December 2010 Archives


Pattern: Skew (Knitty, Winter 2009)
Yarn: A Zauberball... Not sure of colorway
Needles: AddiTurbo, 2.25 mm

Every now and again I get the bug to try out a new sock construction.  That bug gets stronger when I see a lot of folks trying it out and vouching for it's interestingness.  And so it was with these socks.  This pattern has a huge following (over 1800 pairs of socks in Ravely!) of enthusiastic knitters.

This pattern is well written and clearly there is no way not to be impressed with the effort and engineering that went into designing them.  I never, in a million years, would have come up with these socks on my own. The angle of the stockinette does neat things for many many yarns.   I really really wanted to like these socks. But you know what? Even when I finished this pair of socks, all I was left with was a "meh". 


First off, bad yarn choice for the pattern.  This pattern clearly does better with yarns that feature regular narrower stripes of color, at least to my eye.  The wide stripes don't show off the angled stockinette very well, and really do nothing to demonstrate the cool thing you did at the heel.  So after all the complicated sock knitting gymnastics, you can't really even look at this pair and really see it in a way that stands out.

Secondly... well, it's all about me and why/how I knit socks.  I used to knit them for the challenge, I used to be in search of my perfect sock construction.  The perfect heel, the perfect toe, the perfect direction for knitting, the perfect cast on, the perfect cast off -- the perfect elements that made knitting socks a smooth, streamlined relaxed experience for me.  The right combination of process I enjoyed and fast production.  And I've found those things... my ideal sock is a toe up sock that uses a magic cast on, features a short row heel, and is bound off using a lovely stretchy bind-off published by Grumperina.  I know it so well I can incorporate patterns without thinking, can knit in the dark or while watching a movie, know exactly what needles, what size, etc.  There's no Kitchenering, and when I'm done with the sock, I weave in two ends and try it on.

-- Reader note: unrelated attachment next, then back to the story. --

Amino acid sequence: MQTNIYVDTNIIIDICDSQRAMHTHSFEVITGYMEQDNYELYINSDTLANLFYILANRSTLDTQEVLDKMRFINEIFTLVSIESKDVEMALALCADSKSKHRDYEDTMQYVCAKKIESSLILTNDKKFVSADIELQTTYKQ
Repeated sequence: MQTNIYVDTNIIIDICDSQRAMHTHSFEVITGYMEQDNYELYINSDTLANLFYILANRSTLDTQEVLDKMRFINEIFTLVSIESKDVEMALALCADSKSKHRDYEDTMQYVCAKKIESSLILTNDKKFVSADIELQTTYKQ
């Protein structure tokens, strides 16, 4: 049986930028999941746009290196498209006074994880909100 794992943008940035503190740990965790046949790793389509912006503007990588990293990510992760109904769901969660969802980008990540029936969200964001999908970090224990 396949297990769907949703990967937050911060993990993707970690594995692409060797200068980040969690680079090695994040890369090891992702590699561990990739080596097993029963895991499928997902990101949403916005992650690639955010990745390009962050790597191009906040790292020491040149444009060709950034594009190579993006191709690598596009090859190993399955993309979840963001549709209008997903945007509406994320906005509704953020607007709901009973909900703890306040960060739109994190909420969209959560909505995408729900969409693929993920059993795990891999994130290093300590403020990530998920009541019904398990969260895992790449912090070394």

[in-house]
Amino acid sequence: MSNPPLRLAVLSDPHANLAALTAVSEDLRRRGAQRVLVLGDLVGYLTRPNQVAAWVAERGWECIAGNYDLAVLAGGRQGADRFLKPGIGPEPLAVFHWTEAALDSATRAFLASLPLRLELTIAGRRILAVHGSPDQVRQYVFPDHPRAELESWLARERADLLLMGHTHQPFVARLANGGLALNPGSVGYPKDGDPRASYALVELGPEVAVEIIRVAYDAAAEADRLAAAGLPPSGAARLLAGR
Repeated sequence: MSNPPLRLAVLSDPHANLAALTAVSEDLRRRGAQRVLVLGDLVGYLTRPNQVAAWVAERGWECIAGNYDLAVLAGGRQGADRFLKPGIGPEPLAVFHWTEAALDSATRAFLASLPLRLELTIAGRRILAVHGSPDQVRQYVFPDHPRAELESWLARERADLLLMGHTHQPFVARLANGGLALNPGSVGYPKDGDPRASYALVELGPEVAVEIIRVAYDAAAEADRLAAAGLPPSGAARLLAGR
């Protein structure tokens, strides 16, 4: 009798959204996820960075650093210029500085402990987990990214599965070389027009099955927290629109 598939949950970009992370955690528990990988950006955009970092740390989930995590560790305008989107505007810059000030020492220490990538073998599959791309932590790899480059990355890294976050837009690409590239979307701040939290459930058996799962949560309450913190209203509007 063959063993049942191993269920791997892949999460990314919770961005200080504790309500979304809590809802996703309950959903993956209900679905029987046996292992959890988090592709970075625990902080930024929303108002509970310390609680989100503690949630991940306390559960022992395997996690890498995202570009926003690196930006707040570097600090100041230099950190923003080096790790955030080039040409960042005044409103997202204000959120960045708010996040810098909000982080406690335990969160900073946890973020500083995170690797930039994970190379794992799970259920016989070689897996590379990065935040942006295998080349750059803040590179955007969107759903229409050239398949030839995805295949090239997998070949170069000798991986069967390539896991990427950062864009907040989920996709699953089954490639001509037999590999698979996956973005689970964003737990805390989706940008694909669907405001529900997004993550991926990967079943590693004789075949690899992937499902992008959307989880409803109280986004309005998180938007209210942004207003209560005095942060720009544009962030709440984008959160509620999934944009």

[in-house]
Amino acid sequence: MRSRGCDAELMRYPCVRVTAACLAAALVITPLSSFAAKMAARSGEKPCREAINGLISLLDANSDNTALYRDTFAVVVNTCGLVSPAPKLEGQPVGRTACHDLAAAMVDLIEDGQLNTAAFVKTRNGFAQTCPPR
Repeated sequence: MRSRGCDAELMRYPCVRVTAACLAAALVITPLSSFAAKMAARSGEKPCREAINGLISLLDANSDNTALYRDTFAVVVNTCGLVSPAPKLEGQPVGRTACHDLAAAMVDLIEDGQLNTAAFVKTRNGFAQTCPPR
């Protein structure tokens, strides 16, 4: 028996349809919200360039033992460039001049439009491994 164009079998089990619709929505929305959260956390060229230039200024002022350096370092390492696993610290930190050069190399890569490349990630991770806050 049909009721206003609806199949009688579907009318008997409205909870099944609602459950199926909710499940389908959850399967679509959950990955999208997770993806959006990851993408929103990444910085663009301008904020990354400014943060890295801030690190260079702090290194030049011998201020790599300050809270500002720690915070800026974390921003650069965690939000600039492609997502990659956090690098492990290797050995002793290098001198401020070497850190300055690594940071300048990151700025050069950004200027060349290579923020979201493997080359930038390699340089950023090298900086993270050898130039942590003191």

Which is a long winded way of saying that while these socks were interesting, I had to pay too much attention to them.  I had to carry the instructions around with me, I had to go back at the end to seal up a hole (which is an expected thing).  They weren't something I could enjoy on autopilot.  I think it took me so long to get the second one done because I just didn't want to have to focus that much on a sock. 

This pattern does get a big thumbs up for cool construction described in a very accessible way.   But if you tackle it, be sure to browse through Ravelry and make sure that the yarn you picked for it gives you a look that you really like.

Stained Glass Scarf

Project: Stained Glass Scarf from Handknit Holidays
Yarn: Artyarns Ultramerino

I started this project sometime before I got pregnant with Z.  Probably not too long after the book came out in 2005.  At the time, I had to source some of the yarn with the help of a Canadian blog friend.  John liked the scarf exactly. as. pictured -- so I mounted a search for exactly those yarns.  It is not easy to get my engineer to admit to liking something handknit.